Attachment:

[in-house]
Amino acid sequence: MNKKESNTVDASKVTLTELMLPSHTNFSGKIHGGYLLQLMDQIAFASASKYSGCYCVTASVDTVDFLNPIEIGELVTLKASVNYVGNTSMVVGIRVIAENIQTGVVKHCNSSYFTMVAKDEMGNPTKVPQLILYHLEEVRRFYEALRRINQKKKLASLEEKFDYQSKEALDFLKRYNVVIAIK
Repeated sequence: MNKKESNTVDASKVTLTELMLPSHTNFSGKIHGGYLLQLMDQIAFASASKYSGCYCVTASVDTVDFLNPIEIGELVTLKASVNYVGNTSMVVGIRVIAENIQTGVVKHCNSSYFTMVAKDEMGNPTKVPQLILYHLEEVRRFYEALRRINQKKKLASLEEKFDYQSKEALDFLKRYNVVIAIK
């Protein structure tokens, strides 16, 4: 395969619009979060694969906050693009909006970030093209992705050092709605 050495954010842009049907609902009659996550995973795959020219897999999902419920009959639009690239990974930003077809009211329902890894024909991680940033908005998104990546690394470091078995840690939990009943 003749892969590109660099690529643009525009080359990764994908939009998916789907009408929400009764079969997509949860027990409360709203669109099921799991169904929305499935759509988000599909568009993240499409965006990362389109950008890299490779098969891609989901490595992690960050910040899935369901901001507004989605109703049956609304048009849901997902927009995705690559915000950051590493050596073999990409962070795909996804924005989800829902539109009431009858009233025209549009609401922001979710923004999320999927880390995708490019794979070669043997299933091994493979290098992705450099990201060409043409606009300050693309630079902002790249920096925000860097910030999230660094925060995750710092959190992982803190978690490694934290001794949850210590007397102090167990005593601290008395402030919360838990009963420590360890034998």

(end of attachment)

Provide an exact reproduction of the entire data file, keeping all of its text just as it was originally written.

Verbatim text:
[in-house]
Amino acid sequence: MNKKESNTVDASKVTLTELMLPSHTNFSGKIHGGYLLQLMDQIAFASASKYSGCYCVTASVDTVDFLNPIEIGELVTLKASVNYVGNTSMVVGIRVIAENIQTGVVKHCNSSYFTMVAKDEMGNPTKVPQLILYHLEEVRRFYEALRRINQKKKLASLEEKFDYQSKEALDFLKRYNVVIAIK
Repeated sequence: MNKKESNTVDASKVTLTELMLPSHTNFSGKIHGGYLLQLMDQIAFASASKYSGCYCVTASVDTVDFLNPIEIGELVTLKASVNYVGNTSMVVGIRVIAENIQTGVVKHCNSSYFTMVAKDEMGNPTKVPQLILYHLEEVRRFYEALRRINQKKKLASLEEKFDYQSKEALDFLKRYNVVIAIK
């Protein structure tokens, strides 16, 4: 395969619009979060694969906050693009909006970030093209992705050092709605 050495954010842009049907609902009659996550995973795959020219897999999902419920009959639009690239990974930003077809009211329902890894024909991680940033908005998104990546690394470091078995840690939990009943 003749892969590109660099690529643009525009080359990764994908939009998916789907009408929400009764079969997509949860027990409360709203669109099921799991169904929305499935759509988000599909568009993240499409965006990362389109950008890299490779098969891609989901490595992690960050910040899935369901901001507004989605109703049956609304048009849901997902927009995705690559915000950051590493050596073999990409962070795909996804924005989800829902539109009431009858009233025209549009609401922001979710923004999320999927880390995708490019794979070669043997299933091994493979290098992705450099990201060409043409606009300050693309630079902002790249920096925000860097910030999230660094925060995750710092959190992982803190978690490694934290001794949850210590007397102090167990005593601290008395402030919360838990009963420590360890034998």